Top Ten Maritime News Stories 29/12/2016

Seacurus Daily: Top Ten Maritime News Stories 29/12/2016

1. Fires are Major Concern
Major fires on container vessels count among the worst hazards in global shipping. In 2016 alone, there have been three major fires; Maersk Karachi (May 2016), NNCI Arauco (September 2016) and most recently Wan Hai 307 (September 2016). All three ships required external help to extinguish the fires, despite two being in the harbour and the third anchored just off Hong Kong, fuelling IUMI’s concerns over the challenges involved with managing these incidents at sea. IUMI is well aware of the SOLAS regulations but is calling for further improvements to firefighting capabilities onboard containerships.
2. Oil Thefts Dip
The latest report from the ReCAAP, which covers incidents of piracy and armed robbery in Asian waters during January to November, reports no incidents involving hijacking of tankers for theft of oil cargo during the month of November, and a total of three since January 2016. Overall, incidences of piracy and armed robbery against ships in Asia saw a 60 percent decrease in November 2016 compared to the same month of 2015, says ReCAAP. "Notably continued improvement was observed in the Straits of Malacca and Singapore (SOMS) with no incident reported in the SOMS since April 2016," the organisation added.
3. Hanjin Tremors Felt
Hanjin Shipping’s fall into rehabilitation has sent tremors through the cargo insurance market because of the serious delays and disruption it has caused to the supply chain, particularly to cargoes on the Asia-US route intended for Thanksgiving and Christmas. Fortunately, the vast majority of Hanjin vessels have now discharged and cargoes. Claims lodged with insurers so far principally relate to forwarding charges incurred rather than claims for physical loss or damage to cargo, with cargo interests frequently being “held to ransom” by port authorities and container terminals. Interesting legal issues have arisen too.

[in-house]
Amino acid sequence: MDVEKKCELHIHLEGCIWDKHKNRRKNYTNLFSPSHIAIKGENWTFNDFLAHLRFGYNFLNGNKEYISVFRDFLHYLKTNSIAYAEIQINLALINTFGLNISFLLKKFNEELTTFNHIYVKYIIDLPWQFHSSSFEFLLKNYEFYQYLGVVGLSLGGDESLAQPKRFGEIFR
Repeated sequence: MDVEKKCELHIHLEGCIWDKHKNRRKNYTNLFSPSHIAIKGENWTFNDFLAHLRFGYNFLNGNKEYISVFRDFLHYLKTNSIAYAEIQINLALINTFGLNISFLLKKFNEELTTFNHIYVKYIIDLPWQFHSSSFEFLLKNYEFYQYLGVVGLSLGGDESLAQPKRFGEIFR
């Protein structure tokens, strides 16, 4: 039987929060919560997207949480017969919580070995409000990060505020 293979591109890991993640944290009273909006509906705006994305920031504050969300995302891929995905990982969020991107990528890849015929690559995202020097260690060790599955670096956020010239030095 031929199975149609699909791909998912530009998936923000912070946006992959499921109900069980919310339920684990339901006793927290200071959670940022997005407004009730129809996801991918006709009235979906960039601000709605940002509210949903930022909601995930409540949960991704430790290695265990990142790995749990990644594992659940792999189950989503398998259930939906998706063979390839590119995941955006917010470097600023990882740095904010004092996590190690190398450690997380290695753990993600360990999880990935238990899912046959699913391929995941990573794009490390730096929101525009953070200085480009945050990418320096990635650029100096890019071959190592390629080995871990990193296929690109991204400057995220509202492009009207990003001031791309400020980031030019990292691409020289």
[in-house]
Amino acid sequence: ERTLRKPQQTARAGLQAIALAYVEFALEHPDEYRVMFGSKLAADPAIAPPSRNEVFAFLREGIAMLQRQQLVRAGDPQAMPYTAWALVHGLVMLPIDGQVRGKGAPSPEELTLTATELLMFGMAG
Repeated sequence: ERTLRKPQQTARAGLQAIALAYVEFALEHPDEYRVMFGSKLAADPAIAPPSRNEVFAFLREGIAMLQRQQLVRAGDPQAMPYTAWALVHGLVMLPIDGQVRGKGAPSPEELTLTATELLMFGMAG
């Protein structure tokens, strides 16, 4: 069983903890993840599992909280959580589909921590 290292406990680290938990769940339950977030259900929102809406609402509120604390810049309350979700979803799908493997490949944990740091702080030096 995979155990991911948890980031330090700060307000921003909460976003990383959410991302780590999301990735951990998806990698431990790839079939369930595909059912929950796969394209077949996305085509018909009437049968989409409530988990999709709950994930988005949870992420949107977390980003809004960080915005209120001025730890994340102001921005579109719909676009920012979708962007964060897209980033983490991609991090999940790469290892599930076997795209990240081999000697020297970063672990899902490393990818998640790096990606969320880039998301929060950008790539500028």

4. Increasing Rate of Scrappings
Container ships and dry bulk carriers have been sold for scrap with increased rate over the course of the last weeks of 2016. In its latest weekly report, the world’s leading cash buyer of ships, GMS, noted that “a busy last few weeks of the year (in terms of container and dry bulk sales) leads the industry into a comparatively quieter Christmas/New Year period. As we head into 2017, the recent ongoing rally on rates has given much cause for optimism and there is certainly hope that this can sustain/stabilize for a majority of the next year, rather than be the rollercoaster that the highly unstable 2016 has proven itself to be”.
5. Teekay Flagged for Safety Failings
The Norwegian Petroleum Safety Authority has flagged the Teekay-owned Petrojarl Knarr FPSO with several “non-conformities” that must be addressed in order for the facility to continue operations. The issues were found during a recent PSA audit of the unit, which is moored at the Shell-operated Knarr field in the North Sea approximately 500 kilometers from Snorre, Norway. The facility is used to process oil and gas from the field for loading directly onto ships or piped to shore, respectively. The audit was meant to test how well Shell is managing the integrity of flexible risers, transfer lines and associated safety equipment.